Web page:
It's the same with Lewis; just because he can throw treble 20's without looking and then miss a few doubles, it doesn't mean he has no bottle. However, Keith Deller has made changes to his mentality; his ups and downs are less intense than they used to be and that was the key to his success at Ally Pally.
Yet he's still a showman and that's wonderful for our sport.
Other highlights? Well, I'll never forget Mensur Suljovic dancing around like a ballet dancer after beating James Wade. From his wife's reaction, you'd think he'd been made president of Austria.
Also, commentating with Freddie Flintoff was an absolute blast. That guy could write the GCSE paper in darts jargon, such was his knowledge of lipsticks, lies, lay-ups and all the other phrases that myself, Phil Taylor and Rod Harrington have come to use over the years.
And I will never forget waking up on the final morning to be greeted by a parcel from some Stoke fans, containing eight oat cakes filled with sliced cheese... the favoured morning snack of Robbie Williams and Philip Taylor!
People have sniped about darts for years, accusing us of not being a sport, but this year we saw top sportsmen like Will Greenwood, Brian Moore and Andrew Flintoff in the crowd. Try telling them that this isn't a sport?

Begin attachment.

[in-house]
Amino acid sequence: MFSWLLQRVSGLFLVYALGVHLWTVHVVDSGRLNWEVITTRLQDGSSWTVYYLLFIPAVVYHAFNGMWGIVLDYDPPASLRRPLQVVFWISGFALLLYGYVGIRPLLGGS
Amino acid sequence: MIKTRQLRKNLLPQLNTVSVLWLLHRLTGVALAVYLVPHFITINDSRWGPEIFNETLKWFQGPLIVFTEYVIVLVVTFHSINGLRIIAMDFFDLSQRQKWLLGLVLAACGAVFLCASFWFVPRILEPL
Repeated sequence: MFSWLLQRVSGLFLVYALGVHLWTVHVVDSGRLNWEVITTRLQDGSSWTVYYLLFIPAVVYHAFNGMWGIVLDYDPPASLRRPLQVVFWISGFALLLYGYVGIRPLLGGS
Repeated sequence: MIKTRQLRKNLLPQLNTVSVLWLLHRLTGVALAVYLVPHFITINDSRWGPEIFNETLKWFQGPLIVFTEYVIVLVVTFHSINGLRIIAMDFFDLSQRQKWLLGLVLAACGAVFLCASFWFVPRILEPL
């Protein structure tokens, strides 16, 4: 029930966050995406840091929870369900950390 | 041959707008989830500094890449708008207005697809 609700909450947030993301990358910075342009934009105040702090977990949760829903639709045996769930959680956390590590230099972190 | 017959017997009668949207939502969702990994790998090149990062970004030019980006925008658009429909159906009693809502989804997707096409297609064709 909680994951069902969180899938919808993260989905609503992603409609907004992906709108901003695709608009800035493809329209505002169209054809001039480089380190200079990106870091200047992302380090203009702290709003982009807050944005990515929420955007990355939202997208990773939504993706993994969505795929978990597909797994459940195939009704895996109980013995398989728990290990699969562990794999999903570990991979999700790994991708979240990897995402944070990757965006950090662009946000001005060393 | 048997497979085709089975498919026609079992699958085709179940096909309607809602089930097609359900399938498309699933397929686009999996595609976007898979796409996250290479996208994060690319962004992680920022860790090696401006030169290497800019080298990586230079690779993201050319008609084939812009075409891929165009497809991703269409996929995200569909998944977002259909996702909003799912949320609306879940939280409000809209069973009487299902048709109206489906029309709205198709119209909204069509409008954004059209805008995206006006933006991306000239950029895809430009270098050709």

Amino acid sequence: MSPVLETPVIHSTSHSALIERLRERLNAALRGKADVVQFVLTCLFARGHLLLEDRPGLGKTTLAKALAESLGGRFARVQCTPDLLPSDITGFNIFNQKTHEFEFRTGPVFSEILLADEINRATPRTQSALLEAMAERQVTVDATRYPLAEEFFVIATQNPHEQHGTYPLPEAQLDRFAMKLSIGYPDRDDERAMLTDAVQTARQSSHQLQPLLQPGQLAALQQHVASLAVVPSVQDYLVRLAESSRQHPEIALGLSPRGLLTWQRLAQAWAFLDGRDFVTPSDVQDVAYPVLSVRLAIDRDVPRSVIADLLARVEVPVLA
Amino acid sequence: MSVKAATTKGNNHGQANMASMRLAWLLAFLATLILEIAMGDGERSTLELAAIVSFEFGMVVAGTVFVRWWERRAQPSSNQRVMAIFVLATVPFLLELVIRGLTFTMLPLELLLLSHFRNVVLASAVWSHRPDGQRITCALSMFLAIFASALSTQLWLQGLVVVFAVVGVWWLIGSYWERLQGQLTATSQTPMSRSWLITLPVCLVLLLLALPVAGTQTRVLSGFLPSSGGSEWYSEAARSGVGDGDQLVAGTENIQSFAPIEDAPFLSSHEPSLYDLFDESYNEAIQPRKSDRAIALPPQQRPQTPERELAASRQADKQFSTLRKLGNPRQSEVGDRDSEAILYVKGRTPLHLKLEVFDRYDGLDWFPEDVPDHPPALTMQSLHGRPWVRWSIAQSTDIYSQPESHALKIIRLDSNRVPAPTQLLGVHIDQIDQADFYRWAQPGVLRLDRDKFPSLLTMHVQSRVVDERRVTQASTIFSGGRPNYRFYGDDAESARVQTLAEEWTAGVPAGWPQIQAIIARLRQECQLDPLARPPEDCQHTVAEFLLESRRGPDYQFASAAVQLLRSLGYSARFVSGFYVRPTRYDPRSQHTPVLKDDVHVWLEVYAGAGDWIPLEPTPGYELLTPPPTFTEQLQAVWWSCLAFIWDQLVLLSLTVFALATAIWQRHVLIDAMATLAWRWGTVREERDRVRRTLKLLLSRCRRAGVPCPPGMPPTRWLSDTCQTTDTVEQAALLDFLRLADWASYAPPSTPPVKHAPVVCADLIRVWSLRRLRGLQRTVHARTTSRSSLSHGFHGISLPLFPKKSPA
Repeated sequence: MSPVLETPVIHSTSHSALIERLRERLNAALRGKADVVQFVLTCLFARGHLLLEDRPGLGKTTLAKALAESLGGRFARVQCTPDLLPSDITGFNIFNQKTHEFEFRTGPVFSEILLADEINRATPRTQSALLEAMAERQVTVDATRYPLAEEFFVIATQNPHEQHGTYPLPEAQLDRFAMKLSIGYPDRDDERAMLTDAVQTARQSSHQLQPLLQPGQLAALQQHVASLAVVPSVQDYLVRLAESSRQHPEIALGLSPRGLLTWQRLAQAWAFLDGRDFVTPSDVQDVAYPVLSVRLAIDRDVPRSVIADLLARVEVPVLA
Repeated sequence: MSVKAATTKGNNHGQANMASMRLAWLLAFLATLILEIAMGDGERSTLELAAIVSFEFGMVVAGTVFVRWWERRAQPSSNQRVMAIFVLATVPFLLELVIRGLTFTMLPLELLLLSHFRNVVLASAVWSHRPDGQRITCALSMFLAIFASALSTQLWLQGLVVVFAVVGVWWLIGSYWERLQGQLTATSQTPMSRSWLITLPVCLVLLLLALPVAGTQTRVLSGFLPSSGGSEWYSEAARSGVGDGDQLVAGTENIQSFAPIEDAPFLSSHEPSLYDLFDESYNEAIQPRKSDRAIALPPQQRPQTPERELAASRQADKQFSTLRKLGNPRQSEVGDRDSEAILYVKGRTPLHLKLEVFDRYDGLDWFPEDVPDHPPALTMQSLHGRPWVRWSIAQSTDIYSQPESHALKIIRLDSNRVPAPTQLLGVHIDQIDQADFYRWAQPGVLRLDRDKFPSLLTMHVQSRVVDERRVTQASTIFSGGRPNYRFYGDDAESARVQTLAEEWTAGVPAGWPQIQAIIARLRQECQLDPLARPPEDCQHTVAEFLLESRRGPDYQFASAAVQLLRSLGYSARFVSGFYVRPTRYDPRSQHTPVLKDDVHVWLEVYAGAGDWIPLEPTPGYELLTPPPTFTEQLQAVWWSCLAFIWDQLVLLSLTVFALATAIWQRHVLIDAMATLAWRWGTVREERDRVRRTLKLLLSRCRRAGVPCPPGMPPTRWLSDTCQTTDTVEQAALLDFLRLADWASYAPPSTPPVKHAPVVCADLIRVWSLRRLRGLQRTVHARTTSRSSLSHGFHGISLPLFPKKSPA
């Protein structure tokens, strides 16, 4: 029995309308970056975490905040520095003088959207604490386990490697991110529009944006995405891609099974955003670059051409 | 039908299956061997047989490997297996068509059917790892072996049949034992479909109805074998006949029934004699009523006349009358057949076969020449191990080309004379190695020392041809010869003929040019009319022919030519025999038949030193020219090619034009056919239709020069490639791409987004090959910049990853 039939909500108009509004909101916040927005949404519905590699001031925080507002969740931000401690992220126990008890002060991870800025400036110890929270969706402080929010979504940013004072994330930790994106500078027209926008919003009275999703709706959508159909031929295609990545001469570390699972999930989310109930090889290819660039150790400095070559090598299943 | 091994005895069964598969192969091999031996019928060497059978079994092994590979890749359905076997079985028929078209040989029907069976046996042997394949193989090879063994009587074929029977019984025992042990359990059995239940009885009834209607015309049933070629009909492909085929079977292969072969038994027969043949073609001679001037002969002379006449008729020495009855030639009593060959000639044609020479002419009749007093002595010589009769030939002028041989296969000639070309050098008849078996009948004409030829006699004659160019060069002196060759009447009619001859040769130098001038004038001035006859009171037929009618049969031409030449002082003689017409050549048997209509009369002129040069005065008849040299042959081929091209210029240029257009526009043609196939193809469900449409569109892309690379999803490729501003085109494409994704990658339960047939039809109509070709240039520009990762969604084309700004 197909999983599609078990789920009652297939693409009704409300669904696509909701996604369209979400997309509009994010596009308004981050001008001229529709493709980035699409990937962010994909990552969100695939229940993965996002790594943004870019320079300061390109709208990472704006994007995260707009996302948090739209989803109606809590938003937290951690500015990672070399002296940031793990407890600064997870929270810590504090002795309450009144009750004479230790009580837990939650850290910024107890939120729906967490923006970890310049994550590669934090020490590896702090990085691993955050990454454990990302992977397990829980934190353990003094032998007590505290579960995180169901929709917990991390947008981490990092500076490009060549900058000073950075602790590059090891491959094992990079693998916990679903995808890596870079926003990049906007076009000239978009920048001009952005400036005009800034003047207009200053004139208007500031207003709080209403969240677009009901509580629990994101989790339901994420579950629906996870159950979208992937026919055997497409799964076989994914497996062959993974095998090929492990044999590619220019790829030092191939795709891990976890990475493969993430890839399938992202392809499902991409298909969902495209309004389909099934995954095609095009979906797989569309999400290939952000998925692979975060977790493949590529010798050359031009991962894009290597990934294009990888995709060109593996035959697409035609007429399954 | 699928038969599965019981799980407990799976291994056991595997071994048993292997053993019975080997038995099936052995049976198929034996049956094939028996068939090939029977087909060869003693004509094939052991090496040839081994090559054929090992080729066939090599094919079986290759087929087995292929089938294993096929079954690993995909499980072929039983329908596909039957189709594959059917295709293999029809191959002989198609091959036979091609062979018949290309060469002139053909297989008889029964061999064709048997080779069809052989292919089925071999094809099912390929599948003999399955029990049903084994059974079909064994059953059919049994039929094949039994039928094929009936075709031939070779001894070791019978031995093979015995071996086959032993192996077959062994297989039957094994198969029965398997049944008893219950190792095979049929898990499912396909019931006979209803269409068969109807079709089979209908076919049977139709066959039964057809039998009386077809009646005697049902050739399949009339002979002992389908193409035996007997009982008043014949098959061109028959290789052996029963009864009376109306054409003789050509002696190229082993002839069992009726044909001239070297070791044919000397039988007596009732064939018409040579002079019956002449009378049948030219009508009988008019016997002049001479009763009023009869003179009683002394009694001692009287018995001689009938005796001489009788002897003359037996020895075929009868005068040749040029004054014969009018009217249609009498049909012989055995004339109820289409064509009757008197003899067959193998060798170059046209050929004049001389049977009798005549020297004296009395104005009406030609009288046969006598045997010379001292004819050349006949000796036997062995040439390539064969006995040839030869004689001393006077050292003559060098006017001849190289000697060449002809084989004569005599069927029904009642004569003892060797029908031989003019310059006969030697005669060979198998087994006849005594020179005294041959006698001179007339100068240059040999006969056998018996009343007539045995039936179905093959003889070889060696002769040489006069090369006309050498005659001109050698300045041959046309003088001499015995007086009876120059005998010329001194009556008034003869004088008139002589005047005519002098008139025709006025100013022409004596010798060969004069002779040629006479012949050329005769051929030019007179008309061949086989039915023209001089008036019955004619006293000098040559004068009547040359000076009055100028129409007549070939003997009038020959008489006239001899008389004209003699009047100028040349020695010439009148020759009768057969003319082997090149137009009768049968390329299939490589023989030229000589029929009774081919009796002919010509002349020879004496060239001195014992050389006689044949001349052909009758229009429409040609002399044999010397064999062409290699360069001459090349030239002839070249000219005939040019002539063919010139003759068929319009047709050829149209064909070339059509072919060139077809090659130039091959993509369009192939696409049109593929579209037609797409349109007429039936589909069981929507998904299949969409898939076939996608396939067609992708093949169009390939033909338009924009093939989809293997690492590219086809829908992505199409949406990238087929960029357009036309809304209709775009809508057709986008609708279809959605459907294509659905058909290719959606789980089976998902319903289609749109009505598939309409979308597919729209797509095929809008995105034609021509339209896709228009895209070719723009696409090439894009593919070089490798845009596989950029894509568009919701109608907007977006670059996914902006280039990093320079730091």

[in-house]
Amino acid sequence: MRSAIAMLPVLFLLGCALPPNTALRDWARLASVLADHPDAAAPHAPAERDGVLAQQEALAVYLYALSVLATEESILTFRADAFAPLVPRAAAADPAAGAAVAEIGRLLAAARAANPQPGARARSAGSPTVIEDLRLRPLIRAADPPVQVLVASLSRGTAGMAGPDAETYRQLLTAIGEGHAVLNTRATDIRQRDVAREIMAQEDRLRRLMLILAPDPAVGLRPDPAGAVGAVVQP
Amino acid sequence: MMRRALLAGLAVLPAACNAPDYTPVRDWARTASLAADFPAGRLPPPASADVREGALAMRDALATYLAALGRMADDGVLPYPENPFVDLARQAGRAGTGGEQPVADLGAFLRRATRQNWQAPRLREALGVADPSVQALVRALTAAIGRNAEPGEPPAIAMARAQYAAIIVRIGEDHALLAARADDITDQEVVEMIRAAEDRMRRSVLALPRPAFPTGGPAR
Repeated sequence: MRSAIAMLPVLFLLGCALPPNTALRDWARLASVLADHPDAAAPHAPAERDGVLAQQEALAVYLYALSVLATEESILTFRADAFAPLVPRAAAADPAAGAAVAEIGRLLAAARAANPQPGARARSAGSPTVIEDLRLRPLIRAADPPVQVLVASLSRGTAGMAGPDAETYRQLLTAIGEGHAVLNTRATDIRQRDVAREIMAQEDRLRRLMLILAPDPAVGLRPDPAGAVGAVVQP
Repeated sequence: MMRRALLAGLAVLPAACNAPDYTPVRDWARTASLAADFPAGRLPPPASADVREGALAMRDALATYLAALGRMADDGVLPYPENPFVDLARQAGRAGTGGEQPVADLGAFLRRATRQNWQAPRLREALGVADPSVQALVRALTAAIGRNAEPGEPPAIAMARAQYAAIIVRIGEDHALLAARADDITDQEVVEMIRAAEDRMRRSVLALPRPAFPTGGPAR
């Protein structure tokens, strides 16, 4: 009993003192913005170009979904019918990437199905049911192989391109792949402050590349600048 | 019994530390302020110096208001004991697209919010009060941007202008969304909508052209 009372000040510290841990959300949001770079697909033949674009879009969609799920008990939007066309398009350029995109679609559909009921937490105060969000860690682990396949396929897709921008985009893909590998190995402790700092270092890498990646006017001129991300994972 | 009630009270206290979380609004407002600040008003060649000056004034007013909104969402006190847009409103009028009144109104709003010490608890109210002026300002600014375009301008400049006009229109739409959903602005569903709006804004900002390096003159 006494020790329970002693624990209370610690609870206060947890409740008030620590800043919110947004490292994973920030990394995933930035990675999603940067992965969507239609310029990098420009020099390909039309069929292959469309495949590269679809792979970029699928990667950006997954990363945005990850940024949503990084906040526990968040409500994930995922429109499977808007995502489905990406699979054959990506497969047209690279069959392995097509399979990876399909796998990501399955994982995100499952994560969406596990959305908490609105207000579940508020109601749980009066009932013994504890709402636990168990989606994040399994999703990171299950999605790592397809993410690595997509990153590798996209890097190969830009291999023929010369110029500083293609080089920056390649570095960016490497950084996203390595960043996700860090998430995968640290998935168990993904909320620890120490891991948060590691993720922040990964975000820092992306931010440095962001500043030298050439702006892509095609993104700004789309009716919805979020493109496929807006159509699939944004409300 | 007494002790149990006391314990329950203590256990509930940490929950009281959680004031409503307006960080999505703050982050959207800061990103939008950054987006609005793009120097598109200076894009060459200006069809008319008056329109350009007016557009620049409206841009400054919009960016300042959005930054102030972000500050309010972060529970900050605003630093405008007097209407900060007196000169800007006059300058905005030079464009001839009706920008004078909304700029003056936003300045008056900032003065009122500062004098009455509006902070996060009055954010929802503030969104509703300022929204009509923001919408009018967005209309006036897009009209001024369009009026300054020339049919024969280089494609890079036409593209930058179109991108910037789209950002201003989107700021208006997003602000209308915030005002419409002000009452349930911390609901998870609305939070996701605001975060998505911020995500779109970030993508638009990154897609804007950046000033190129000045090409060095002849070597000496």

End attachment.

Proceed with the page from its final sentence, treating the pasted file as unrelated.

What this 16-day tournament has shown is that you need to be mentally and physically prepared to play top-level darts now.
For 45 weeks of the year, 150 of these guys are travelling from Barnsley to Amsterdam and back to do battle in the Players Championship events, with around £6,000 on offer to the winner.
To win one of those tournaments you have to play tough darts for seven to nine hours a day - and sooner or later everyone will come a cropper. It's an intense and physically demanding circuit.
That belies the notion that these people just stand around in pubs swigging beer. We've seen players, some unknown to the general public, throwing some terrific averages at the World Championship and that consistency comes from incredible hard work and fitness. It's also a tribute to the excellent work of the PDC.
There is a coal face and these guys work at it.
Finally, one of the most unique aspects of our sport is that the crowds can come and watch in an atmosphere that isn't tribal.
From the pals of the players to the guys off building sites to the stockbrokers with a £1,000 bet on the outcome, they're all jumping around together and the enthusiasm is entirely positive. It's a very democratic atmosphere and very British night out.
The crowds give the commentators so much to work with and the wit on the placards is often amazing (even though half of them seem to be proposals from girls young enough to be my grand-daughter).
These are days of austerity in our country, so how wonderful to see the British people getting an enormous amount of collective enjoyment from watching working-class lads throwing darts at the start of the year. The Premier League will be the same, but spread over 14 weeks and should make for spectacular viewing
Thank goodness some people were willing to walk out on their bosses to step up to the oche!